“He had a good sense of humor, got along with the guys real well,” Reinbold said. “But he would tell you if you stepped out of line a little bit. He’d bring you right back – and do it in a way that you didn’t feel ashamed or hurt or put down. He was very professional.”
A 1979 profile in the Spokane Daily Chronicle said Gardner “deplores the tough cop image and wants the public to see the police for ‘what we are – guardians of the peace, a resource whereby the innocent can be protected, a part of the community that we serve.’ ”
At the time, the Cheney police station had two jail cells. The story noted that Gardner kept them painted in bright colors, which he thought would lift inmates’ spirits.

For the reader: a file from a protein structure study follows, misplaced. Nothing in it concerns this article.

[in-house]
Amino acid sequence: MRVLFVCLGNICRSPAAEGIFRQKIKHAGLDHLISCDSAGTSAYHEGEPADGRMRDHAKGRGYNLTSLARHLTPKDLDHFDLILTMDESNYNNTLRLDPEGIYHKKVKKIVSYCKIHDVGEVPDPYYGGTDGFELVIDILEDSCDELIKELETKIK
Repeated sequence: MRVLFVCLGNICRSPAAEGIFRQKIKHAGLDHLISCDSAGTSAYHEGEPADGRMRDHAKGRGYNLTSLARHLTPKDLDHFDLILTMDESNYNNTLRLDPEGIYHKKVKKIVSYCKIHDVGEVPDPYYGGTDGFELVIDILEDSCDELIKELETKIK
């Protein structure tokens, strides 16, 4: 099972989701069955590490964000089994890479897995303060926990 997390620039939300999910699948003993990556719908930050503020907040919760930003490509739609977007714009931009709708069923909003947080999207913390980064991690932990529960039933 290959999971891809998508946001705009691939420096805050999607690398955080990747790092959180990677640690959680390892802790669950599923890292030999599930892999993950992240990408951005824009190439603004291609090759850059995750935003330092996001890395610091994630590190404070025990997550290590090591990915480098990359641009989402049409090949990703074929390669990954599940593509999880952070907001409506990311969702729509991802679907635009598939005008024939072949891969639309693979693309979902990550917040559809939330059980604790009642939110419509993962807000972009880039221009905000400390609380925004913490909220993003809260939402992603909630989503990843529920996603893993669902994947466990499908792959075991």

In 1975, Gardner received a visit from a longtime friend – John Ball, a mystery novelist best known for his 1965 book “In the Heat of the Night,” about a Pasadena detective named Virgil Tibbs who becomes involved in a murder case while visiting his mother in the South. The book was adapted into an Academy Award-winning film starring Sidney Poitier and Rod Steiger.
Ball, who lived in Hollywood, had been on many ride-alongs with Pasadena cops and got to know Gardner before he moved to Cheney.
Gardner’s transition to the smaller community inspired Ball’s 1977 book “Police Chief,” about a tired sergeant named Jack Tallon who trades the streets of L.A. for the fictional town of Whitewater, Washington. Unlike Gardner, however, Tallon faces distrust and hostility from his new neighbors and is accused of committing heinous crimes.